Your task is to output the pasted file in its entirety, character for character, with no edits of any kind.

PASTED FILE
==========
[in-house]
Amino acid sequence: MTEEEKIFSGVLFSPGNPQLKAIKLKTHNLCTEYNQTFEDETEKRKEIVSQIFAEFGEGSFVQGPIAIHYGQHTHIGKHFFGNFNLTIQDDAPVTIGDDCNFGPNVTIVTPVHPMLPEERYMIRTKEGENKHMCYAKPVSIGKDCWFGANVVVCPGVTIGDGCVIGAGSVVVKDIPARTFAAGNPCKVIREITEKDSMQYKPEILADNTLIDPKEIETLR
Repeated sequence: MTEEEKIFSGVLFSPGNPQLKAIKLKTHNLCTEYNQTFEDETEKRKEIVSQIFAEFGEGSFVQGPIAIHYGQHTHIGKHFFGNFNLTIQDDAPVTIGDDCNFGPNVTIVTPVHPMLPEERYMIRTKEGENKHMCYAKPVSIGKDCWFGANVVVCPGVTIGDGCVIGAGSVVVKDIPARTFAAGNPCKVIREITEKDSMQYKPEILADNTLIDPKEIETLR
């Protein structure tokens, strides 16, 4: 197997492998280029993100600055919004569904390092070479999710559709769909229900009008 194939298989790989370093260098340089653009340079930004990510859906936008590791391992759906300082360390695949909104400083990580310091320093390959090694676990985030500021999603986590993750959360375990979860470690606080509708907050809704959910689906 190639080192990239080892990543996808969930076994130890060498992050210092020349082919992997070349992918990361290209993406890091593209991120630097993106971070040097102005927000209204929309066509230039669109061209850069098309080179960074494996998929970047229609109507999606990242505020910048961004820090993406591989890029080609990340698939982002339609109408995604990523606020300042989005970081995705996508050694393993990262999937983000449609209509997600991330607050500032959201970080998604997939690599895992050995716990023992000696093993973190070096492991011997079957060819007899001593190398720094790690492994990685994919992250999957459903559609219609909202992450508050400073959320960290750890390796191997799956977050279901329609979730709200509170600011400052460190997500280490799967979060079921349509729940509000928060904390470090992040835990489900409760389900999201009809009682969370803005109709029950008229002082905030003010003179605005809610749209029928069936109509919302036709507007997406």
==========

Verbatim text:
[in-house]
Amino acid sequence: MTEEEKIFSGVLFSPGNPQLKAIKLKTHNLCTEYNQTFEDETEKRKEIVSQIFAEFGEGSFVQGPIAIHYGQHTHIGKHFFGNFNLTIQDDAPVTIGDDCNFGPNVTIVTPVHPMLPEERYMIRTKEGENKHMCYAKPVSIGKDCWFGANVVVCPGVTIGDGCVIGAGSVVVKDIPARTFAAGNPCKVIREITEKDSMQYKPEILADNTLIDPKEIETLR
Repeated sequence: MTEEEKIFSGVLFSPGNPQLKAIKLKTHNLCTEYNQTFEDETEKRKEIVSQIFAEFGEGSFVQGPIAIHYGQHTHIGKHFFGNFNLTIQDDAPVTIGDDCNFGPNVTIVTPVHPMLPEERYMIRTKEGENKHMCYAKPVSIGKDCWFGANVVVCPGVTIGDGCVIGAGSVVVKDIPARTFAAGNPCKVIREITEKDSMQYKPEILADNTLIDPKEIETLR
């Protein structure tokens, strides 16, 4: 197997492998280029993100600055919004569904390092070479999710559709769909229900009008 194939298989790989370093260098340089653009340079930004990510859906936008590791391992759906300082360390695949909104400083990580310091320093390959090694676990985030500021999603986590993750959360375990979860470690606080509708907050809704959910689906 190639080192990239080892990543996808969930076994130890060498992050210092020349082919992997070349992918990361290209993406890091593209991120630097993106971070040097102005927000209204929309066509230039669109061209850069098309080179960074494996998929970047229609109507999606990242505020910048961004820090993406591989890029080609990340698939982002339609109408995604990523606020300042989005970081995705996508050694393993990262999937983000449609209509997600991330607050500032959201970080998604997939690599895992050995716990023992000696093993973190070096492991011997079957060819007899001593190398720094790690492994990685994919992250999957459903559609219609909202992450508050400073959320960290750890390796191997799956977050279901329609979730709200509170600011400052460190997500280490799967979060079921349509729940509000928060904390470090992040835990489900409760389900999201009809009682969370803005109709029950008229002082905030003010003179605005809610749209029928069936109509919302036709507007997406």